School’s reporting of potentially violent incidents could lead to student safety issues

Reporter: Peter Fleischer
Published: Updated:

After the Marjorie Stoneman Douglass High School shooting in Parkland, Florida, the state completely revamped its school safety protocols.

A WINK News investigation revealed at least one Southwest Florida school might not have properly reported violent or disruptive incidents to the state.

We uncovered incidents at a local elementary school that were never coded as SESIR incidents to the Florida Department of Education, potentially putting children and faculty in danger.

SESIR is short for “School Environmental Safety Incident Reporting.”

Peggy Slichter has been an administrator with Lee County Schools for more than 20 years.

“It has been my passion,” Slichter says. “I absolutely love helping the staff, the teachers, working with parents, students.”

Slichter was transferred to Manatee Elementary for an assistant principal position last December.

Shortly after arriving, she began to feel uneasy.

She says when it came to student discipline and reporting incidents involving students, Manatee leadership — specifically Principal Scott LeMaster — wanted to downplay issues.

“There was a lot of red flags that made me start to look into things to see hey, what’s going on,” Slichter says. “That’s when I started to see incidents as far as SESIR, there were incidents that weren’t coded correctly.”

The SESIR system was created in 1995, and updated after the Parkland shootings.

Faculty stops and reports any serious issues to school administration, like fighting, drugs or threats, and intimidation.

Admins then review the facts with a threat assessment team and the student involved, before it’s potentially reported to the state.

“It’s all about safety. The student needs help obviously if they’re doing these things,” Slichter explains.

Slichter tells us more incidents occurred, and her concerns increased, so she continued to push for what she felt was appropriate reporting that would keep everyone safe.

Eventually, the principal stripped her of her reporting abilities altogether. WINK News was shown an email that seems to show LeMaster removing her from the process.

The email reads in part: “with regards to discipline, designees and I will handle. I will not need you to enter referrals.”

Lee County records show that Manatee Elementary reported zero SESIR cases to the state for the 2020-2021 school year.

But Slichter walked us through several documented incidents that she says clearly fit the state’s requirements for reporting.

“I pulled up the SESIR reports,” Slichter says. “I discovered a lot of the incidents that were happening were not state-reported.”

The reports detail several incidents at Manatee Elementary. Some were threats of potentially violent and even deadly behavior by students.

From some of the reports:

  • “Student made a verbal threat toward two other students, and also placed his hands around another student’s neck.”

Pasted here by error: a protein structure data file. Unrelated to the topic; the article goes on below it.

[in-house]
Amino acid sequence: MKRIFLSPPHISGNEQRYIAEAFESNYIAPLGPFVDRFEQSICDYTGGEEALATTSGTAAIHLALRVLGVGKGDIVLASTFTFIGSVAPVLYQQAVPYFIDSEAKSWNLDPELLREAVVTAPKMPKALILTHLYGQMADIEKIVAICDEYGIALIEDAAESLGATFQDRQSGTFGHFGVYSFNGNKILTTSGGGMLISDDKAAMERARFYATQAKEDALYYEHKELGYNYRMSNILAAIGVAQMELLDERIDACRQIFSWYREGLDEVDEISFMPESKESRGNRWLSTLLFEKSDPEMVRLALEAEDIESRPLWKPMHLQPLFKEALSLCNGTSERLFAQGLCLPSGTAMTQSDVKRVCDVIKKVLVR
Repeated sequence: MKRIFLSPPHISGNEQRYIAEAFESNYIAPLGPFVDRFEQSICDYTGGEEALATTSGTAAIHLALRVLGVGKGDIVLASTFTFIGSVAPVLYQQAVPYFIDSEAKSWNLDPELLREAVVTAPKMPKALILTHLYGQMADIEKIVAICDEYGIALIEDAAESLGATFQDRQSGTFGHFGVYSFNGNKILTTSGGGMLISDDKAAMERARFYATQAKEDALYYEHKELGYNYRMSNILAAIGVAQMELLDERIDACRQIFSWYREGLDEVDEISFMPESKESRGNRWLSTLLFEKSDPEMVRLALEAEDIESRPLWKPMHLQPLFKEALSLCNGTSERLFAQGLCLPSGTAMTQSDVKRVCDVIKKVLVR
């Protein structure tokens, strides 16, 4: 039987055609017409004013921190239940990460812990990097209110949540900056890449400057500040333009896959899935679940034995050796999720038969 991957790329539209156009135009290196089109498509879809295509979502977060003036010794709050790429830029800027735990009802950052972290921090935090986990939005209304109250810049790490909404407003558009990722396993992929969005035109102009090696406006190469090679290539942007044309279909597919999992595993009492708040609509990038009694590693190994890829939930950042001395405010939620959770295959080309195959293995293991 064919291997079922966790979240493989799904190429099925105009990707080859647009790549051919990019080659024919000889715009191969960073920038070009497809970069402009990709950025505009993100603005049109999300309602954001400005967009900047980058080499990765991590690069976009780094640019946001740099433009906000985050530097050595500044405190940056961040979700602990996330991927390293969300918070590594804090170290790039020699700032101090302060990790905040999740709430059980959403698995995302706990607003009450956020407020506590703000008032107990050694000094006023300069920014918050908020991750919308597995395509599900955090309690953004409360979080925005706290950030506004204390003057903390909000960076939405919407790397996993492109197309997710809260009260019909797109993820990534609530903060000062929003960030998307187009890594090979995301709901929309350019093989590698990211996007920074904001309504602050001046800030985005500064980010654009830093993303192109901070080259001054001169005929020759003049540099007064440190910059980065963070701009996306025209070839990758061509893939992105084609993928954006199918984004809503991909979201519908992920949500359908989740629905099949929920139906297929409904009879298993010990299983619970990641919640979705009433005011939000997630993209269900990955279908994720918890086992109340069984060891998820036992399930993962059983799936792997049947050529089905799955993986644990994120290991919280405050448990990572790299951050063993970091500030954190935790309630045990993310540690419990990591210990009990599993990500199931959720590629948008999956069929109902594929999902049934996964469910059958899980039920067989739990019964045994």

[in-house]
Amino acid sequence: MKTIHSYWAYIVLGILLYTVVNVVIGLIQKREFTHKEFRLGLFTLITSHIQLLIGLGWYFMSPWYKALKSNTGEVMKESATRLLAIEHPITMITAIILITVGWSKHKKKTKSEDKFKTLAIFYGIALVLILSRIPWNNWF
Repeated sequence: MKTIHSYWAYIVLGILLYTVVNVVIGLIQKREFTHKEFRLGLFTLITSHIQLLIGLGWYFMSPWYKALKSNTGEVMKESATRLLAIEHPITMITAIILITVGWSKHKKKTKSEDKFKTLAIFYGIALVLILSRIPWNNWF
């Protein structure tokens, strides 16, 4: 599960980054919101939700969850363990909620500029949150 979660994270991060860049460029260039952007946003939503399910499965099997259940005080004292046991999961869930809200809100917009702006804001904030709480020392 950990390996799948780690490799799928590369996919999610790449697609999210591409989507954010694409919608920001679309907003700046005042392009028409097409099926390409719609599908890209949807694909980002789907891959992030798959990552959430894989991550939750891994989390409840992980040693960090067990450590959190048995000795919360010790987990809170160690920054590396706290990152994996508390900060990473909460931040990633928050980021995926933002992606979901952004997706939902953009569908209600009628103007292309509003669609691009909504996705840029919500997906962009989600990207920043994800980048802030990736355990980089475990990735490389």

• “The student showed a BB gun that he had in his backpack to other students in the class.”
  • “There were three students that stated they were going to blow up the school with a bomb.”

Instead of being reported to the state as SESIR incidents, Manatee Elementary administration classified these events as lesser violations, categorized as “other” or “safety violation.”

We read these documents to Max Schachter… a member of the Marjory Stoneman Douglas High School Public Safety Commission, and father to Alex Schachter, one of the 17 people killed in the Parkland shooting.

It’s really upsetting to hear this,” Schachter says. “It tells me that there is a negative culture on that campus. Schools cannot be safe if they have a negative culture and climate.”

Slichter agrees; “My concern is that if something happens and it’s not reported, nobody’s gonna know about it. If this kid continues and this keeps happening, and he goes to middle school and takes a gun to school, they’re not going to know that he’s done it before. That’s why SESIR is important. Because the state will see this.”

“It’s certainly upsetting to hear that a culture of underreporting seems to be prevalent in Lee County,” Schachter says. “It makes me even more convinced that we need to put some checks and balances in place.”

At one point the district told us they investigated Slichter’s allegations and found no wrongdoing. They later changed their response and said the investigation is ongoing.

We’ve also reached out to Principal LeMaster directly for an interview but he has not responded to our request.

During the reporting of this story, we’ve spoken with several members of the Parkland Safety Commission. They say they’re concerned about underreporting in Lee County and plan to bring it up at their next meeting on Sept. 27th – WINK News to be there.

After the Parkland shooting, Max Schachter created a nonprofit organization in honor of his late son. It’s named “Safe Schools for Alex.”

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